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By John Pearson and Chirag Asaravala

There is a lot of debate and skepticism to whether or not spark plug indexing is worth the effort. Some studies have shown 1-2% of total engine power can be lost through poor spark direction. Perhaps that does not sound like enough power to be concerned about, but consider this: Chances are that you, like the majority of enthusiasts, have spent a fair amount of money on hotter coils, ignition boxes, better plugs, ignition wires, cap and rotor, and the list goes on. In fact many heads these days boast "revised spark plug angles" and "fast burn" chambers. Heck, you probably even made the extra effort to set all your plug gaps to the exact specification. Well if you believe all those things make a difference, and they probably do, than it is only logical to think that the spark needs to face the right direction in the combustion chamber!

Indexing spark plugs has been practiced by motoring enthusiasts for many years. The technique has been used by racers to obtain maximum combustion efficiency within each cylinder, and also to maintain consistent combustion between all cylinders. The object of indexing spark plugs is to ensure that a spark plugs ground electrode is not positioned in such a way where it is shielding the spark from the fuel/air charge or impeding the flame front as it travels away from the spark plug into the chamber. The ideal position of the plug in the head is such that the gap is facing towards the valves, so that the spark is fully visible to, and aimed at, the center of the combustion chamber.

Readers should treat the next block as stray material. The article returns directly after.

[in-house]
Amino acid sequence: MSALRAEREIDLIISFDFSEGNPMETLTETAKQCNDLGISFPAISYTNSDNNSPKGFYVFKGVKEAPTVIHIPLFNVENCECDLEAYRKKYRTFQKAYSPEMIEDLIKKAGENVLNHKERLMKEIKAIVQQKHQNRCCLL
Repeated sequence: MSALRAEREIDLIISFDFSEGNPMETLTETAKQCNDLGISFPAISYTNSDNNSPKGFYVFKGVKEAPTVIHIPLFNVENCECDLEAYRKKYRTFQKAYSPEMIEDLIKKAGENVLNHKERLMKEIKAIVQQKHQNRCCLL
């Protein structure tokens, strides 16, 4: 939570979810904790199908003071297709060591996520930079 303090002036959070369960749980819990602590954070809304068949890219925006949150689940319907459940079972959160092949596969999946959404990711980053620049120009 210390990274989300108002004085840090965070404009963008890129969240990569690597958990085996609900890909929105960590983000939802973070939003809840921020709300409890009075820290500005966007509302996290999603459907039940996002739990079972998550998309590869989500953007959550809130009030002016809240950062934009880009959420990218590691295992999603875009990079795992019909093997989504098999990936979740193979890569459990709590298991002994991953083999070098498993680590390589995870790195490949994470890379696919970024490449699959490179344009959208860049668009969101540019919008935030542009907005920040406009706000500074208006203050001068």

Unfortunately with today's mass produced plugs and cylinder heads, there is absolutely no assurance that when you screw in a sparkplug it ends up in the correct orientation. The majority of people take this for granted, and probably feel the minimal horsepower gains is not worth
the added effort. But then again, the guys winning races aren't just following the majority!

Indexing plugs is only valid on the conventional type of "gapped" plugs that have the ground strap that extends off the threaded portion of the plug. Some new style plugs, have no grounding electrode protruding from the threaded bushing, or have multiple electrodes. These plugs are self indexing, in that their position in the chamber is the same no matter how they are installed. While this may be a small benefit, the costs of these plugs is outrageous and has not been proven to be worth the expense.

This article illustrates how indexing can be done in a relatively cheap and easy manner. Of course there are methods of using special indexing washers to also position the depth of the plug into the chamber. However we'll stick to simply attaining proper spark orientation using nothing more than a permanent marker.